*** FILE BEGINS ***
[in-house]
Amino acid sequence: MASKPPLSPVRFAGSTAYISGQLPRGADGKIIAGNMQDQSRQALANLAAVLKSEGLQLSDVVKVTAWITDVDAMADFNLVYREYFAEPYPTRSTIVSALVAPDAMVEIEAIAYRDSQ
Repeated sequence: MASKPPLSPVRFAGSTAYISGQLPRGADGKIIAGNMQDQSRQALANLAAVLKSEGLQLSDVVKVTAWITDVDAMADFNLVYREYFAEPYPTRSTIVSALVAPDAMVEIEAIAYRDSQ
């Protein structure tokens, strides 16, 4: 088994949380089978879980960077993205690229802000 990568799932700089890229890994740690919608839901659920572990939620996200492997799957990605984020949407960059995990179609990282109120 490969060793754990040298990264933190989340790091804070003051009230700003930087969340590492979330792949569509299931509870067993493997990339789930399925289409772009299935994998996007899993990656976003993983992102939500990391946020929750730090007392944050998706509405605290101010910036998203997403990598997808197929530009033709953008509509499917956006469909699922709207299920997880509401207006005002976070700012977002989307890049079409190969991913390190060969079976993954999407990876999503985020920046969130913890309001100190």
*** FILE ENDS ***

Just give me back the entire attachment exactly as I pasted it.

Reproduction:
[in-house]
Amino acid sequence: MASKPPLSPVRFAGSTAYISGQLPRGADGKIIAGNMQDQSRQALANLAAVLKSEGLQLSDVVKVTAWITDVDAMADFNLVYREYFAEPYPTRSTIVSALVAPDAMVEIEAIAYRDSQ
Repeated sequence: MASKPPLSPVRFAGSTAYISGQLPRGADGKIIAGNMQDQSRQALANLAAVLKSEGLQLSDVVKVTAWITDVDAMADFNLVYREYFAEPYPTRSTIVSALVAPDAMVEIEAIAYRDSQ
């Protein structure tokens, strides 16, 4: 088994949380089978879980960077993205690229802000 990568799932700089890229890994740690919608839901659920572990939620996200492997799957990605984020949407960059995990179609990282109120 490969060793754990040298990264933190989340790091804070003051009230700003930087969340590492979330792949569509299931509870067993493997990339789930399925289409772009299935994998996007899993990656976003993983992102939500990391946020929750730090007392944050998706509405605290101010910036998203997403990598997808197929530009033709953008509509499917956006469909699922709207299920997880509401207006005002976070700012977002989307890049079409190969991913390190060969079976993954999407990876999503985020920046969130913890309001100190």